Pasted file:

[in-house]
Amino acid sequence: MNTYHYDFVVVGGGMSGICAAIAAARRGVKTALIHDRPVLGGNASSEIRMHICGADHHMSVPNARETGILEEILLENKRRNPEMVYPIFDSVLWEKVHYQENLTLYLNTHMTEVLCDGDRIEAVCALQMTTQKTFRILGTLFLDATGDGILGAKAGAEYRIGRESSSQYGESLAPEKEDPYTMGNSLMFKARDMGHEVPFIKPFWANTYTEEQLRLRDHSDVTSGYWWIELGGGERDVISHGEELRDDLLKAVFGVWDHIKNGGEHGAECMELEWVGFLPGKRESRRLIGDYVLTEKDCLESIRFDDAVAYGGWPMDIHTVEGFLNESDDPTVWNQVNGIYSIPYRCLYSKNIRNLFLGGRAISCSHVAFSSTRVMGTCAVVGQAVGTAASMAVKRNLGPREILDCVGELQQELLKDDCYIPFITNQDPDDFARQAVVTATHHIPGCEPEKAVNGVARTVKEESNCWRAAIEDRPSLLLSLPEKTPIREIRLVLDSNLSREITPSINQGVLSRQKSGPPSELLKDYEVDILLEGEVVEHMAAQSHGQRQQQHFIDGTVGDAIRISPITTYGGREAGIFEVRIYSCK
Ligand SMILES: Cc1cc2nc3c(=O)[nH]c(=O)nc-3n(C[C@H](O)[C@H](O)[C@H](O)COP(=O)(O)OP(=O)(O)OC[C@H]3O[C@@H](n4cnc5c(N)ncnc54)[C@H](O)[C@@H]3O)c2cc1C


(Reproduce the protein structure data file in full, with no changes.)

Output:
[in-house]
Amino acid sequence: MNTYHYDFVVVGGGMSGICAAIAAARRGVKTALIHDRPVLGGNASSEIRMHICGADHHMSVPNARETGILEEILLENKRRNPEMVYPIFDSVLWEKVHYQENLTLYLNTHMTEVLCDGDRIEAVCALQMTTQKTFRILGTLFLDATGDGILGAKAGAEYRIGRESSSQYGESLAPEKEDPYTMGNSLMFKARDMGHEVPFIKPFWANTYTEEQLRLRDHSDVTSGYWWIELGGGERDVISHGEELRDDLLKAVFGVWDHIKNGGEHGAECMELEWVGFLPGKRESRRLIGDYVLTEKDCLESIRFDDAVAYGGWPMDIHTVEGFLNESDDPTVWNQVNGIYSIPYRCLYSKNIRNLFLGGRAISCSHVAFSSTRVMGTCAVVGQAVGTAASMAVKRNLGPREILDCVGELQQELLKDDCYIPFITNQDPDDFARQAVVTATHHIPGCEPEKAVNGVARTVKEESNCWRAAIEDRPSLLLSLPEKTPIREIRLVLDSNLSREITPSINQGVLSRQKSGPPSELLKDYEVDILLEGEVVEHMAAQSHGQRQQQHFIDGTVGDAIRISPITTYGGREAGIFEVRIYSCK
Ligand SMILES: Cc1cc2nc3c(=O)[nH]c(=O)nc-3n(C[C@H](O)[C@H](O)[C@H](O)COP(=O)(O)OP(=O)(O)OC[C@H]3O[C@@H](n4cnc5c(N)ncnc54)[C@H](O)[C@@H]3O)c2cc1C